The 18th eventually suffered 137 casualties during the charge. Due to the decisive Southern defeat on July 3rd, 31 of those wounded were left in the Gettysburg area following the Confederate retreat.  
 
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                                           Chaos on the Emmitsburg Road
                                                         
July 2, 1863
 

    Question still remain regarding the decision by General Daniel Sickles to occupy the Emmitsburg Road and the Sherfy Peach Orchard on the afternoon of July 2, 1863.  This was certainly contrary to the wishes and orders of his Commander, General George Meade.  Once the act was completed it could not be undone and a major portion of the Battle of Gettysburg on that Thursday afternoon would take place well away from where the Commanders on either side anticipated.

           Once the Southern attack had started the Union had over 30 pieces of artillery in the vicinity of the Peach Orchard. Perhaps the closest to the enemy was John Bucklyn’s 1st Rhode Island Battery. At about 6:00 PM following 2 1/2 hours of dueling with their Confederate counterparts on Warfield Ridge Southern infantry rushed across the 500 yards of field in front of the Union Cannons. With only moments before the Confederates would arrive the 114th Pa. made a desperate charge to give the 1st Rhode Island some time to escape.
           Here the last element of the battery heads down the Emmitsburg road toward Trostle lane and safety. The left flank of the Confederate attack  on the left just south of the Spangler house and barn. The Sherfy barn and cannery are to the near right and the little house of  John Wentz is on the right.   Wentz would remain in his cellar during the entire day’s battle.   Just visible on the right behind the Wentz house is the 72nd NY moving up in a futile attempt to hold back the Southern attack. Barksdale’s Mississippi Brigade would overrun the entire area within the next 10 minutes.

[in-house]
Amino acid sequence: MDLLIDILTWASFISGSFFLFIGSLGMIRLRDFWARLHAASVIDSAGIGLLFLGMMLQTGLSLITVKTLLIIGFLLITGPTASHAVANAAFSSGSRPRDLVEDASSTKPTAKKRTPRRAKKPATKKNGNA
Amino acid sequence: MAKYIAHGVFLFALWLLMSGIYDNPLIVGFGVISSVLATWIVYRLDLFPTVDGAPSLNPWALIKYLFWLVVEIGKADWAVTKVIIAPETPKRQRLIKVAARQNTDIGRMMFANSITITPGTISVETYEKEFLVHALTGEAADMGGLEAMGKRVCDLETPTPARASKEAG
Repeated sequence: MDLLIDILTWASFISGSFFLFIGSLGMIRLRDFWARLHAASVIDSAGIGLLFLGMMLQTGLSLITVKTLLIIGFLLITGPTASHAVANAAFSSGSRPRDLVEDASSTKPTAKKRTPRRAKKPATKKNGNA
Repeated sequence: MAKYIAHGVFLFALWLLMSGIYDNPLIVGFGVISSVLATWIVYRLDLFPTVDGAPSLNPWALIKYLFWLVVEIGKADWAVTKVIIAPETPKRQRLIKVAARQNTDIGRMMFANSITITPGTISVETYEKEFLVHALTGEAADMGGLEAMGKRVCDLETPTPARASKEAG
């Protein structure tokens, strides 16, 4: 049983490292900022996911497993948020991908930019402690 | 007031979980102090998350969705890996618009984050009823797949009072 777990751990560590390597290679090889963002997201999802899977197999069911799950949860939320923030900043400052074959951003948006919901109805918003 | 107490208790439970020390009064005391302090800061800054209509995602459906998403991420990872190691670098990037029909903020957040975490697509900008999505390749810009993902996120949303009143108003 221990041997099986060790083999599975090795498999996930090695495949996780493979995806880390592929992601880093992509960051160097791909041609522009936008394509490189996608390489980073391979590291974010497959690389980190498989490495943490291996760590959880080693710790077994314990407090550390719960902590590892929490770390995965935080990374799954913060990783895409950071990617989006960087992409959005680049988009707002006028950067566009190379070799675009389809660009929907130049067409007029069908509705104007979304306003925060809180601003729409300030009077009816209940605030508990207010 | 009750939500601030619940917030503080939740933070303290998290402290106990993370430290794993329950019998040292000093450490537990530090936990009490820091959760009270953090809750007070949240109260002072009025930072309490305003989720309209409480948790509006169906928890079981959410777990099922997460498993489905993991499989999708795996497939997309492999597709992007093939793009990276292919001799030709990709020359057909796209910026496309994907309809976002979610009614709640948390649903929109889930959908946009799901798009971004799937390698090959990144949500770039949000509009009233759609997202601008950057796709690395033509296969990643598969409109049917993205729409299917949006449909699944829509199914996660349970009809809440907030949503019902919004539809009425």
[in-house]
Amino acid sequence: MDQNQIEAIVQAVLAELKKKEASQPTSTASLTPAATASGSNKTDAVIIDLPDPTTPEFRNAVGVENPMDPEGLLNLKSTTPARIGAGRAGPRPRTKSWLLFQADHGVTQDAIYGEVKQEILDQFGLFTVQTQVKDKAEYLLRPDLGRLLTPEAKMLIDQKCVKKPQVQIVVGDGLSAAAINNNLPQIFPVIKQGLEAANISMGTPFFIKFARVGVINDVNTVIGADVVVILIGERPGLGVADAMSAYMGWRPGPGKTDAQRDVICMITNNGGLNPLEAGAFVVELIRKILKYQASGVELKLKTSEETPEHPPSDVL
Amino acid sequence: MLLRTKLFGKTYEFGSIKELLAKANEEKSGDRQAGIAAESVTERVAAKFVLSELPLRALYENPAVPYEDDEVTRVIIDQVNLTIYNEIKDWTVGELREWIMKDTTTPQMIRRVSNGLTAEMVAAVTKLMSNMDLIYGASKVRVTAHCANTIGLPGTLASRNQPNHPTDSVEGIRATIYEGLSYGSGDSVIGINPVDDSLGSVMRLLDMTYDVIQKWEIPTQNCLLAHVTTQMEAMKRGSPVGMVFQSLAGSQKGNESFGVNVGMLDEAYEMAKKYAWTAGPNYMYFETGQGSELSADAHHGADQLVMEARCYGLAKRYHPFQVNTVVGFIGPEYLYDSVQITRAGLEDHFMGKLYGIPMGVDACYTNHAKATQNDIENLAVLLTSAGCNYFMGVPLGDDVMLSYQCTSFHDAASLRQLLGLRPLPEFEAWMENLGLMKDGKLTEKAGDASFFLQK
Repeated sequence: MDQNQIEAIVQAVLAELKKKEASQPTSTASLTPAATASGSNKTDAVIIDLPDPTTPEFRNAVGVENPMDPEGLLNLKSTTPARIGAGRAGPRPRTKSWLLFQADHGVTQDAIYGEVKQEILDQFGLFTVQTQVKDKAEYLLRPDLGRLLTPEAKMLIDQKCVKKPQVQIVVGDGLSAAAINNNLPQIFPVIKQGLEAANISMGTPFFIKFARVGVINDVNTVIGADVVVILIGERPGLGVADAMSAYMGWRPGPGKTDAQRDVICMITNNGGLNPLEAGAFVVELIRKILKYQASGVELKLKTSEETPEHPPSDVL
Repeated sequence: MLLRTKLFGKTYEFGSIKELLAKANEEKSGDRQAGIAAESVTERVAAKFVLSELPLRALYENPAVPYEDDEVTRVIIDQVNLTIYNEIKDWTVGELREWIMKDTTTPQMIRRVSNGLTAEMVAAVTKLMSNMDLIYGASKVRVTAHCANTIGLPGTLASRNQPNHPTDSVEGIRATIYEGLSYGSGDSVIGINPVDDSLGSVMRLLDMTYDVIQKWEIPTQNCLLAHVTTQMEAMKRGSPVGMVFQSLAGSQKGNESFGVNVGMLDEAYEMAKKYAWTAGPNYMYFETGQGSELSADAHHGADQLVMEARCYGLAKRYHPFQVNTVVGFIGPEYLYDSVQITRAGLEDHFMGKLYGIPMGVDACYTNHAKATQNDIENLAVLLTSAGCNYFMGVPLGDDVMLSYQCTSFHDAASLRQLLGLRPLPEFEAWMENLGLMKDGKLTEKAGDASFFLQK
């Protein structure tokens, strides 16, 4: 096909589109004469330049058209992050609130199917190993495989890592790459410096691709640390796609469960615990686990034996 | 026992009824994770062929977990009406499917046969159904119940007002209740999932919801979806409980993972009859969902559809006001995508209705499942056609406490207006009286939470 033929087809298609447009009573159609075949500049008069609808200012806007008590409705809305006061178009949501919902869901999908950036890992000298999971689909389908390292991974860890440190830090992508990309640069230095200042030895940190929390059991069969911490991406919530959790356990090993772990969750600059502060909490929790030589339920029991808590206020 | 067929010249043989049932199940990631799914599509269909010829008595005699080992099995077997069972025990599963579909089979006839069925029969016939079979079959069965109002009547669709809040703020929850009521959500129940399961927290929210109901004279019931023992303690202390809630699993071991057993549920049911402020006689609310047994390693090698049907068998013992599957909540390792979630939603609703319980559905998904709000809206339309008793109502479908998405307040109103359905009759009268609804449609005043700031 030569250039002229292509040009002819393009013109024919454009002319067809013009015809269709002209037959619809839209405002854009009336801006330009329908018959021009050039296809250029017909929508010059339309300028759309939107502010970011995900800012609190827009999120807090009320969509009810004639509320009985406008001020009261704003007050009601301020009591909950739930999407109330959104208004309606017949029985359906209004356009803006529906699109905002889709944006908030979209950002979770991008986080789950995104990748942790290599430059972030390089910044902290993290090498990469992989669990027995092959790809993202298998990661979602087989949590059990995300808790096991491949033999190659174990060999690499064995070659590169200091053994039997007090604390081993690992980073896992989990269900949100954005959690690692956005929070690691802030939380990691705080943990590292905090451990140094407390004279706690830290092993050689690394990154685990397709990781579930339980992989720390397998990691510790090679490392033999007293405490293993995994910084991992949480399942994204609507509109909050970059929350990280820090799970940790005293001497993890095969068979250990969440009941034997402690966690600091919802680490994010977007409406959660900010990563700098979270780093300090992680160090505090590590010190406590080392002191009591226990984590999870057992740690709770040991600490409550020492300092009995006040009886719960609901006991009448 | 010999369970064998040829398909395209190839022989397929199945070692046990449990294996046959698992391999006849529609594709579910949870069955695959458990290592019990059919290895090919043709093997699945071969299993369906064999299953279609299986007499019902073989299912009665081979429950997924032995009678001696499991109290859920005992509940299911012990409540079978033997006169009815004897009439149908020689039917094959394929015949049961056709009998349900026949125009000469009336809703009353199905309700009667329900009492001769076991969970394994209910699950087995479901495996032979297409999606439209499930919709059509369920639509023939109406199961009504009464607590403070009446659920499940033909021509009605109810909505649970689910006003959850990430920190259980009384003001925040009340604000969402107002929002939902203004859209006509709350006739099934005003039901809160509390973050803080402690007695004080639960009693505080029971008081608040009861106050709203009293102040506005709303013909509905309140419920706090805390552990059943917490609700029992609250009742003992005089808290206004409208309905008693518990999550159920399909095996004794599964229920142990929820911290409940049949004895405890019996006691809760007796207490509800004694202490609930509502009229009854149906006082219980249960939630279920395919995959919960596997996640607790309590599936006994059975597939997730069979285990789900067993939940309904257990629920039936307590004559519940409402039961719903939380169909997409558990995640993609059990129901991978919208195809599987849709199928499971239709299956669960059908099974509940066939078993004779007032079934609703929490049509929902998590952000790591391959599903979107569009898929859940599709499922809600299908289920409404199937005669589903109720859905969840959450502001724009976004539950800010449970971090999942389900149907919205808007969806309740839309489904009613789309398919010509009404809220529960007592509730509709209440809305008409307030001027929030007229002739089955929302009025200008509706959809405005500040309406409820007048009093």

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    The Wildcat Advance
   105th Pa. July 2nd 1863

         The 105th Pennsylvania Volunteer regiment was recruited out of Jefferson and several other western Pennsylvania counties. Since this was oil country they were dubbed the “Wild Cats. ” They reported to the Army of the Potomac in September 1861 and fought hard in the 1862 Peninsula campaign and taking heavy losses at Fair Oaks. At Gettysburg on July 2nd 1863 the 105th was part of Daniel Sickles III Corps, placed forward in the vicinity of the Sherfy House on the Emmitsburg Pike.
        Colonel Calvin Craig’s official report describes the action. “ At 4 p.m. we again moved forward near the brick house and immediately in its rear. At this time I noticed the enemy’s infantry advancing from the woods on the left of the house and in its rear, and seeing that I could do nothing in the position I then occupied (in the rear of the Fifty-seventh Pennsylvania Volunteers), and that I must necessarily suffer severely, I ordered the regiment forward to fill a vacancy on the right of the Fifty-seventh Pennsylvania Volunteers, in the front line and a little beyond the Emmitsburg road. Having gained this position, the fire from the enemy being very severe, we immediately opened fire.”  Soon after the Union regiments to the south of the 105th gave way to the attack of Barksdale’s Mississippi Brigade. The 105th again reformed, facing south down the Pike and fired on the wheeling Southern troops. Barksdale’s charge was delayed but not ready to be stemmed and the 105th pulled back with heavy losses.
          Fourteen officers out of 17 combatants were either killed or wounded, and 117 men out of 257 were either killed, wounded, or missing.

        Here we see the 105th forming its line on the west side of the Emmitsburg Pike.  Barksdale’s Brigade is nearly halfway across the 500 yards of open space between the wooded Seminary Ridge and the Union Line. To the left is the Sherfy house and cannery and in background is the Snyder house which was flanked by Confederate Artillery.